Family Mental Illness And Stigma

This is a difficult post.  I have a family member with mental illness, and I myself have recovered from severe clinical depression, a mental illness.    There I said it. Mental illness.  The stigma is humiliating when you call it what it is, but until you do, you can’t deal with it, nor can our society as a whole.

After all, IT ISN’T OUR FAULT we have the genes we have, IT ISN’T OUR FAULT that our symptoms work to shut down our higher order thinking centers at times and color our perceptions of realitybut even our self-judgment is ruthless, much less the judgment of others.  “Mental illness” scares people, and our own denial is really huge to try to overcome.

Go ahead, practice.  “Depression.”  “Anxiety”  “Mood Swings.”  “Mental Illness.”  What pictures come up each time????  But also, what remedy comes up?  You don’t just “snap out of” diabetes or cancer or hearty disease.  And you don’t just snap out of mental illness, although if you think you have “mood swings,’ you might think you should be able to control them.

My children (and my spouses) suffered because of my depression and my grown children still have not forgiven me for it, keep solid boundaries to keep me at a distance, though I am a different person today.  I can’t really blame them, it is good self-care on their part, though I grieved continuously about it for years.

Another family member suffers from bipolar disorder…and I do mean suffers…but everyone around him suffers too, including his infant daughter and former spouse…and everyone who loves him and wants his life to follow the path called “normal.”  The rest of the familyGirl_suffering_form_anxiety_wikicommons views him as a pariah, want nothing whatsoever to do with him, but even having to hold that boundary hurts them too.  After all, we are family.

It is difficult to come to terms with mental illness, especially since it seems to become your identity, both to yourself and to other people who suffer the effects of your illness. It incapacitates you in so many ways, mostly hidden to yourself at the time.  Especially,i thought I was doing a good job as a parent, did not understand until much later how little joy my children had in my home, and how much extra responsibility.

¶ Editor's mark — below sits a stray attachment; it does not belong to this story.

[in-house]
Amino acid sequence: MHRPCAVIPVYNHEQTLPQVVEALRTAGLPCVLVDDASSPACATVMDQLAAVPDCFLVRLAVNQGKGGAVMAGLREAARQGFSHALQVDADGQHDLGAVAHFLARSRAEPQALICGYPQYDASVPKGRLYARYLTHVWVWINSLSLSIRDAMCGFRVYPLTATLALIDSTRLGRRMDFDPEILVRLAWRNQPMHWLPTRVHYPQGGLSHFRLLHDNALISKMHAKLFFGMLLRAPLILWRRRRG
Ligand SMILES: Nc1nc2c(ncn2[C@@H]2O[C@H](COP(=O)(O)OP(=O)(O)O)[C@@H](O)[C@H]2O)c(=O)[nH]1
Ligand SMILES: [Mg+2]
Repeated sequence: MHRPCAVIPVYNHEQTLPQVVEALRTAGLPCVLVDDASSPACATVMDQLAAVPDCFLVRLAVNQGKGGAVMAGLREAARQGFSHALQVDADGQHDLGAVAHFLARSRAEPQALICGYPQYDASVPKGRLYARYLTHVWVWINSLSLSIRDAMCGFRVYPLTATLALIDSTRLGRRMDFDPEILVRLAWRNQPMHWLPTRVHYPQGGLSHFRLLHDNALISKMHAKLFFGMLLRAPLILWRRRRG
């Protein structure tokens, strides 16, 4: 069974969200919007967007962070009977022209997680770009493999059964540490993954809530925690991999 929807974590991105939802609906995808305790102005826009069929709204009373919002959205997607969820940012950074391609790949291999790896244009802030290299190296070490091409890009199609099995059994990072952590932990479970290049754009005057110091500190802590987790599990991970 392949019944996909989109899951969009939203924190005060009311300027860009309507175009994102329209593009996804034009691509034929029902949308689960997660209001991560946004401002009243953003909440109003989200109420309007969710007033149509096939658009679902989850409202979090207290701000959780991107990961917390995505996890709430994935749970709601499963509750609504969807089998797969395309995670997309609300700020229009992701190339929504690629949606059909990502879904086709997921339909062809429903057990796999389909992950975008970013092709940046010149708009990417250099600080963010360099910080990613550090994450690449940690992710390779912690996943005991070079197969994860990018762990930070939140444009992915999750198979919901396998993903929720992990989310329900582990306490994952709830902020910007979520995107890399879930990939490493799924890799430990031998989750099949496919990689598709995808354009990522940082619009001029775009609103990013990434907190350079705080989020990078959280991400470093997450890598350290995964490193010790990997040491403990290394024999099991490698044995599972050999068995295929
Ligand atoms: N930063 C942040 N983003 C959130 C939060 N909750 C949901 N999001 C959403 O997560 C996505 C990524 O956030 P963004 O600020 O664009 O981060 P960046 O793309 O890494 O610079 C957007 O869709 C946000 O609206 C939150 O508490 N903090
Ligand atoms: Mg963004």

You struggle with your own demons (dragons, I call them), but you also struggle with the effects of the illness on your ability to work, have relationships, especially intimate relationships, and raise your children – and the blowback that comes to you from failures in any of those areas – divorce, being fired, your kids leaving to live with their other parent, perhaps homelessness, just feeds the dragons of fear, anger, depression, self-doubt, hopelessness.  So many people – far too many people – commit suicide to end the struggles.

I am one of the lucky ones.  I had excellent insurance for inpatient and outpatient treatment, and I already had some understanding of the disease I din’t want to admit I had. I have found real recovery and am very grateful for it.

o-HEALING-FROM-A-BROKEN-HEART-facebookMy children are finding their own recovery, in their late thirties. My own recovery didn’t start until my fifties. The young man with the infant daughter he adores?  He is affected more profoundly by his illness, and I have to pray that by some miracle both he and his baby daughter find recovery sooner than we all did – he is in his early twenties and if you are a praying person, he and she could use a prayer – the Universe knows who you mean.

If you suffer from any severe mood disorder, which is a mental illness, yes, you have to face it, I want you to know that there is help and HOPE, and that if you can’t bring yourself find professional help for your own sake, please seek it for the sake of your family.  I send you all my love and I want you to know you are not alone.

hugs, gerry


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